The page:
The natural gas hydrate, plentifully distributed in ocean floor sediments and permafrost regions, is considered a promising unconventional energy resource. The investigation of hydrate dissociation mechanisms in porous media is essential to optimize current production methods. To provide a microscopic insight in the hydrate dissociation process, we developed a Lattice Boltzmann (LB) model to investigate this multi–physicochemical process, including mass transfer, conjugate heat transfer, and gas transport. The methane hydrate dissociation is regarded as the reactive transport process coupled with heat transfer. The methane transport in porous media is modelled by the generalized LB method with the Bhatnagar-Gross-Krook (BGK) collision model. The mass transfer from hydrate to fluid phase is described by the hydrate kinetic and thermodynamic models. Finally, the conjugate heat transfer LB-model for heterogeneous media is added for solving the energy equation.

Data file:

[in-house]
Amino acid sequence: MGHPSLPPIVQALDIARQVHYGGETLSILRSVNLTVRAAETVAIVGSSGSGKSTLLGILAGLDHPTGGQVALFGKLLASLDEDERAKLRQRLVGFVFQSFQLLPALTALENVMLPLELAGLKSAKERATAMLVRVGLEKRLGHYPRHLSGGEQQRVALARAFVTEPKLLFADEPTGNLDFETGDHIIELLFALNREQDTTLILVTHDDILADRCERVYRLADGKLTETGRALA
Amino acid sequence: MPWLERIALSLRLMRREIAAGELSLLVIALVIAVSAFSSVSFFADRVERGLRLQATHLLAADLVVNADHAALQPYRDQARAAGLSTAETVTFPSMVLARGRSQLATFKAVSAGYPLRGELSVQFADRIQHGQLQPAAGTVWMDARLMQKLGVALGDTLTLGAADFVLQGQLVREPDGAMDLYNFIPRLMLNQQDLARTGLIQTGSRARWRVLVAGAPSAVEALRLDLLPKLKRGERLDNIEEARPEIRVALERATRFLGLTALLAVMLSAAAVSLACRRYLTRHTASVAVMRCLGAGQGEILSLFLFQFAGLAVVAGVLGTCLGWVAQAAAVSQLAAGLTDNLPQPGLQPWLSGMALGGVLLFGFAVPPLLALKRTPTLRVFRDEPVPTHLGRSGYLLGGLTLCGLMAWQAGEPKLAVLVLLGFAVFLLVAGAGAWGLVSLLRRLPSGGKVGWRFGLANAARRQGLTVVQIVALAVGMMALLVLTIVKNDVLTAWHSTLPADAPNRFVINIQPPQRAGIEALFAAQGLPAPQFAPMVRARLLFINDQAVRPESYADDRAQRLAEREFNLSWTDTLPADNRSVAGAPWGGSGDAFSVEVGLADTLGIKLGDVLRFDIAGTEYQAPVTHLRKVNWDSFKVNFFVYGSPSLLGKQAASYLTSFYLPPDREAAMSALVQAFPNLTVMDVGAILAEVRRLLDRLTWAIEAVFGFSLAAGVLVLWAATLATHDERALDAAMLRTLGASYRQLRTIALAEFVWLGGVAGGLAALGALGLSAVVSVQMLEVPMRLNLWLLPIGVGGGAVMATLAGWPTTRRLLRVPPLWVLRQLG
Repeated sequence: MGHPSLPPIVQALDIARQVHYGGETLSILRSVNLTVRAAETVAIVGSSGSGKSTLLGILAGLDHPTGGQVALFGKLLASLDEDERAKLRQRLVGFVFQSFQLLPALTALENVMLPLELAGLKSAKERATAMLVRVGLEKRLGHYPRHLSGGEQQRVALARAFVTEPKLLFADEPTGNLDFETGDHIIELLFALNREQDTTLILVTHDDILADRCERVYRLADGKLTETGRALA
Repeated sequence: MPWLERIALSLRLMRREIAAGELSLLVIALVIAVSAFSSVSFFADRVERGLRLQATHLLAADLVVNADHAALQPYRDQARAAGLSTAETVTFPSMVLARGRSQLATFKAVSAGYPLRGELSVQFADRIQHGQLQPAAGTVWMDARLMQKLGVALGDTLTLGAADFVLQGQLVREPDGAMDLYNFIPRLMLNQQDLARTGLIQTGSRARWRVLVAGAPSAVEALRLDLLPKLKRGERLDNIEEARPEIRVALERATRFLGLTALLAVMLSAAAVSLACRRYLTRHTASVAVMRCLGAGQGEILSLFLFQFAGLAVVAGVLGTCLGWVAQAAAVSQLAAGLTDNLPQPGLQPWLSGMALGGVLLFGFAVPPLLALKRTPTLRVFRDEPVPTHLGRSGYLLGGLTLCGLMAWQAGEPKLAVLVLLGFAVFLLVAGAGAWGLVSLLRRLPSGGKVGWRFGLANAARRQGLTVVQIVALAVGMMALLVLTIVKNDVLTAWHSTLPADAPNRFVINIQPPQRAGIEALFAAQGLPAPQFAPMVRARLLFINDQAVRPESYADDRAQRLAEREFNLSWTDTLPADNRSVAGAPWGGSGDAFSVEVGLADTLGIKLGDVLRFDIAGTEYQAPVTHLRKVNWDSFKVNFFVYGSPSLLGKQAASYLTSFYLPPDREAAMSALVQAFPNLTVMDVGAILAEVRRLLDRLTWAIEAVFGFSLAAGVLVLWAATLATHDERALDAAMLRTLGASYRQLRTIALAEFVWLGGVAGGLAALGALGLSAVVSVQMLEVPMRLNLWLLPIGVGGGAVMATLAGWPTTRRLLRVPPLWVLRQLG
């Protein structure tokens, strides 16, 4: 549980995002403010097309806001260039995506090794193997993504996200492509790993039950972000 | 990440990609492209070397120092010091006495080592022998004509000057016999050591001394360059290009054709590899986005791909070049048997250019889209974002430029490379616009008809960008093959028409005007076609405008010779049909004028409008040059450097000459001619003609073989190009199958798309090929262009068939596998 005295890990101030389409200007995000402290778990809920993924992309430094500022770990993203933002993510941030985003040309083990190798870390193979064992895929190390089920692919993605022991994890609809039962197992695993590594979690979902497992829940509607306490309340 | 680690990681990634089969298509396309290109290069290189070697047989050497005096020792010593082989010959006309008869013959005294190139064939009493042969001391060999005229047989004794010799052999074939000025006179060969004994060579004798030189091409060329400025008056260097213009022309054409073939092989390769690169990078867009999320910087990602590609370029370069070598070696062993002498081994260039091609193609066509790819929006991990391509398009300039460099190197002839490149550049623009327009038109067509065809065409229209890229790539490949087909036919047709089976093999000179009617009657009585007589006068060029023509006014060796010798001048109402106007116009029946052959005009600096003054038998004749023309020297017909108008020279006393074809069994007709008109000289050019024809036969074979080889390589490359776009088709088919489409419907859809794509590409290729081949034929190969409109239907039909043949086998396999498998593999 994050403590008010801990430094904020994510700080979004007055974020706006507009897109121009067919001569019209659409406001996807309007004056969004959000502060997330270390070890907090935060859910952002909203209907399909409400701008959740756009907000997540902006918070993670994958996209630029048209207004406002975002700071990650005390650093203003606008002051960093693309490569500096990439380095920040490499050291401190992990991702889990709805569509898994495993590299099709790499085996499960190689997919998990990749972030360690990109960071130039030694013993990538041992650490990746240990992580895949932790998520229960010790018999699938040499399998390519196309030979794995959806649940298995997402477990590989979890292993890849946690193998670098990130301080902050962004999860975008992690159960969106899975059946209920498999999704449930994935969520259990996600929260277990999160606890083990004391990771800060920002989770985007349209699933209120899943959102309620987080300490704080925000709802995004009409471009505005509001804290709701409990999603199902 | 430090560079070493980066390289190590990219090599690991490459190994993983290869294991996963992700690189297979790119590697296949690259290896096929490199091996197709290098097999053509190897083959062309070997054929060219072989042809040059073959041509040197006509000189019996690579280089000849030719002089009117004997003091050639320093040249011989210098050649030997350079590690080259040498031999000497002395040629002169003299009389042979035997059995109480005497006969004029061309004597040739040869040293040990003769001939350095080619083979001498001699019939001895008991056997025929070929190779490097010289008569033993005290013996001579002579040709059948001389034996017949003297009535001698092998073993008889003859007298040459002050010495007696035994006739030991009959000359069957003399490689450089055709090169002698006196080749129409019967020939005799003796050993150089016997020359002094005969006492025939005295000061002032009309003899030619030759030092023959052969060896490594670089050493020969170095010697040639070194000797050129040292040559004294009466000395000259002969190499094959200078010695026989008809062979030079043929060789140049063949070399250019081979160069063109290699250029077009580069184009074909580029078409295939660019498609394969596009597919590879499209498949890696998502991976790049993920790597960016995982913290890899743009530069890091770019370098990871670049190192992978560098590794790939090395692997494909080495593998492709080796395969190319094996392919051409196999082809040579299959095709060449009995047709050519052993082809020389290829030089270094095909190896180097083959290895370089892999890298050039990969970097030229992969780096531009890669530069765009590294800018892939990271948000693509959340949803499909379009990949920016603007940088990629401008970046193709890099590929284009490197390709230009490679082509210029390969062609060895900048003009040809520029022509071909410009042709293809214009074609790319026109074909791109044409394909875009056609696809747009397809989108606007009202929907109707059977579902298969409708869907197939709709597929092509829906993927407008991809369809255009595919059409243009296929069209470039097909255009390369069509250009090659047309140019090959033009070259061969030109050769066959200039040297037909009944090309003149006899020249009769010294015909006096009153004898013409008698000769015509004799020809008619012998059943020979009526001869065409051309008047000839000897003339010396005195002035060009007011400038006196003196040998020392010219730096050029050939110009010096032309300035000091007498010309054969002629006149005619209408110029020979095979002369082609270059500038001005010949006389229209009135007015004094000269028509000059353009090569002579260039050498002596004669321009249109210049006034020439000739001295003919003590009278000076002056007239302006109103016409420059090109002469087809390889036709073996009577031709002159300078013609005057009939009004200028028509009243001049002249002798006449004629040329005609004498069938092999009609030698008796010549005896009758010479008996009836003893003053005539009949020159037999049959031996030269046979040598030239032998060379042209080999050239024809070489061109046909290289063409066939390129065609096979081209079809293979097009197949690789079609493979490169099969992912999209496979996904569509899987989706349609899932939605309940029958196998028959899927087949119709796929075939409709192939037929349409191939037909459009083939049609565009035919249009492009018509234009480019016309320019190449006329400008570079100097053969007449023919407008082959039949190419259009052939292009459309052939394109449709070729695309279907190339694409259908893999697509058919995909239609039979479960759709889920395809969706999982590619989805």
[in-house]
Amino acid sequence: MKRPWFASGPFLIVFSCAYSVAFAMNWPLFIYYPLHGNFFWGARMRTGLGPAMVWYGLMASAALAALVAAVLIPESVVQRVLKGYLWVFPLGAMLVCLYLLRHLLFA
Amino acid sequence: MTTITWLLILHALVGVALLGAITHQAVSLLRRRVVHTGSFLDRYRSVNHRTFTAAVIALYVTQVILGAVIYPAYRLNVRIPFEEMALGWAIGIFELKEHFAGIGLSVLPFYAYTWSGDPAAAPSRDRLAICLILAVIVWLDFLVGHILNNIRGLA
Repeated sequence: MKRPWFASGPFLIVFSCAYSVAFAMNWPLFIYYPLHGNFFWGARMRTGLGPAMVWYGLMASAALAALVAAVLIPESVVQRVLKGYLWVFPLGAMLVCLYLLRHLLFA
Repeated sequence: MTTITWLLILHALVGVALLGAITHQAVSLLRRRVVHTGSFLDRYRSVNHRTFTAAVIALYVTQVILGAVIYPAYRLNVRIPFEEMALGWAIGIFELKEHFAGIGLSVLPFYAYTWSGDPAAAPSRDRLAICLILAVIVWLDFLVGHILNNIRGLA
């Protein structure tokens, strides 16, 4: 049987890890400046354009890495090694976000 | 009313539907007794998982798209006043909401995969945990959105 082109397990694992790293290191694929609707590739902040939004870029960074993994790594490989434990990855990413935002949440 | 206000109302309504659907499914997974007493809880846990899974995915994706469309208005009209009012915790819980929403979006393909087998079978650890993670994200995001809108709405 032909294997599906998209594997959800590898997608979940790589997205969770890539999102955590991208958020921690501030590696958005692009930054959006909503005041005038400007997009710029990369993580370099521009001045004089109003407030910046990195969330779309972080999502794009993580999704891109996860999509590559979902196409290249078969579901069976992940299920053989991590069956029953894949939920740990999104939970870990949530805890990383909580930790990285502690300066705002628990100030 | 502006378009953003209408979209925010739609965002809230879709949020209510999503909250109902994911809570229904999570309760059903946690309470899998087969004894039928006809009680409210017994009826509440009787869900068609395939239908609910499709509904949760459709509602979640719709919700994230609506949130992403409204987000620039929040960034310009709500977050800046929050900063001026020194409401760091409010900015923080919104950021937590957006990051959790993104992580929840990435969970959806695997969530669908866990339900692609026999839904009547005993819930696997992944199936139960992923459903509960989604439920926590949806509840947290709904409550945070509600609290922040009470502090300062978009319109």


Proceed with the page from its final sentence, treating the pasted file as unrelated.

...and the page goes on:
In the numerical experiments, we primarily investigated the effects of different hydrate distribution morphologies such as pore–filling, grain–coating, and dispersed on the hydrate dissociation process. From simulations, we found that in general, the dissociation rate and the methane average density rapidly approached the maximum value and then decreased with fluctuation during the dissociation process. This trend is due to that the endothermic reaction heat decreased the temperature, resulting in decelerating the dissociation. The average temperature decreased to minimum value instantaneously as hydrate started to dissociate. After the minimum value, the average temperature would increase slowly, accompanied by the thermal stimulation and hydrate consumption, displaying a valley shape of the temperature curve. We also found that the whole dissociation process and permeability–saturation relations are significantly affected by the hydrate morphologies. Under the same hydrate saturation, the dispersed case dissolves the fastest, whereas the grain–coating case is the slowest. Furthermore, we proposed a general permeability–saturation relation applicable for three cases, filling the gap in the current relative permeability models. The LB model proposed in this study is capable to simulate the complex physicochemical hydrate dissociation process. Considering the impacts of thermodynamic conditions (P,T), we investigated their influences on the coupled interaction between dissociation and seepage under three different morphologies and proposed a general permeability–saturation relationship. The results can be applied as input to adjust parameters in the continuum model, and provide instructions for exploring clean energy with environmental considerations.

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